When I first started teaching at UCLA five years ago, I modeled my syllabus after that of my mentor’s and was pleased with how detailed it was. I soon realized that most of my students were not referring to it, even though it offered critical information for completing assignments throughout the quarter. I have tried several times to simplify it and make it more user friendly, while still including the important assignments and information. After reading about Accessibility, I now realize that I have to take a serious look at how to add headings, create a sub-heading system that makes sense, and possibly include graphics for some of the student activities explained in it. This week’s assigned reading totally opened my eyes to realize that I have not considered students with special needs in my course material. Within the seminar content sessions, all of my lessons are hands-on, use manipulatives of some kind, and are designed for visual learners—which is my strength. However, now that this brick-and-mortar setting is morphing more and more into an online interaction with my students, I realize that I need to address these other learning modalities as well.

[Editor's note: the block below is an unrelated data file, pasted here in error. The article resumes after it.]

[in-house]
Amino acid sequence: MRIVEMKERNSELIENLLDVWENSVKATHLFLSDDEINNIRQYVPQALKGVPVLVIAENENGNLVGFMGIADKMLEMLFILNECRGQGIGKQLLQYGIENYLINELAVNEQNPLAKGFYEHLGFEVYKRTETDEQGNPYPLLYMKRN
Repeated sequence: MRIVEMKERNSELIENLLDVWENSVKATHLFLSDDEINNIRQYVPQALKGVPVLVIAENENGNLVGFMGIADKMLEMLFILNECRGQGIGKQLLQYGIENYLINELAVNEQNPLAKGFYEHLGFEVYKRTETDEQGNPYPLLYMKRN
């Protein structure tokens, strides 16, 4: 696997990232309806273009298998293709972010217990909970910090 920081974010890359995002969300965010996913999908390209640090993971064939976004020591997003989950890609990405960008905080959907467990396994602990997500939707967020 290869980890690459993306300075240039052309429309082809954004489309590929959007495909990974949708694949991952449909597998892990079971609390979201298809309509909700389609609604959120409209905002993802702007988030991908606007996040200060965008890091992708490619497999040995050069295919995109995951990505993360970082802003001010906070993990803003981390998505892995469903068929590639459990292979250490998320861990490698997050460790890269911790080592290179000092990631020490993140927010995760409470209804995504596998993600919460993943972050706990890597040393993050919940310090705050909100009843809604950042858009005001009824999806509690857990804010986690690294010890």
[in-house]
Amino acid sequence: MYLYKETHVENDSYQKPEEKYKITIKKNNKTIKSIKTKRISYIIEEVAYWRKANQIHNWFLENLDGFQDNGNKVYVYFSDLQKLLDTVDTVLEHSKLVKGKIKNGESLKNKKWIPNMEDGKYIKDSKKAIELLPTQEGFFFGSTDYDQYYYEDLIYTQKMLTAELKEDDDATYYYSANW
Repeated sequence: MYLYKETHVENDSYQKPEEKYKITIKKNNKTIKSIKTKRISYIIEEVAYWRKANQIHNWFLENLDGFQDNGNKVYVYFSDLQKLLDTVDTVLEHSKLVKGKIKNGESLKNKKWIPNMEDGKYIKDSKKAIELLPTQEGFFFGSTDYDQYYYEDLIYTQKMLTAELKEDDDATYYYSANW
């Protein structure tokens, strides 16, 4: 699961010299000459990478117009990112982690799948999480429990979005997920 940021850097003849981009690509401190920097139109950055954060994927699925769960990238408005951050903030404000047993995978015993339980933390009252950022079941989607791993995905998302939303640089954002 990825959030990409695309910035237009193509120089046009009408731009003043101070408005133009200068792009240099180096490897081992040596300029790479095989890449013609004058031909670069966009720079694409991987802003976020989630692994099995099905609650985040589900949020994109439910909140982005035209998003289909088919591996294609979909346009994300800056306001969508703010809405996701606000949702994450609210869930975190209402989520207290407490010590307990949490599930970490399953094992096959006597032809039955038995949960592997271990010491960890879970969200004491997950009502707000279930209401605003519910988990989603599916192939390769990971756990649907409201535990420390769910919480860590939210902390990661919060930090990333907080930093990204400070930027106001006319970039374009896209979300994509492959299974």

Recently, I viewed some educational videos that I was interested in showing to my elementary students. The videos were designed by students from MIT in Massachusetts who wanted to answer student inquiries and make math and science come alive for our students. http://thejournal.com/articles/2012/05/14/mit-khan-academy-partner-on-instructional-videos.aspx The only problem is that most of the student presenters speak so rapidly that I cannot understand or follow everything they are saying. Since I am a native English speaker, I can only imagine how frustrated my bilingual students might be trying to follow these presentations. Yet, if they slowed down their speech and had subtitles, these videos could offer tremendous support to math classrooms around the world by offering real-world connections for everyone.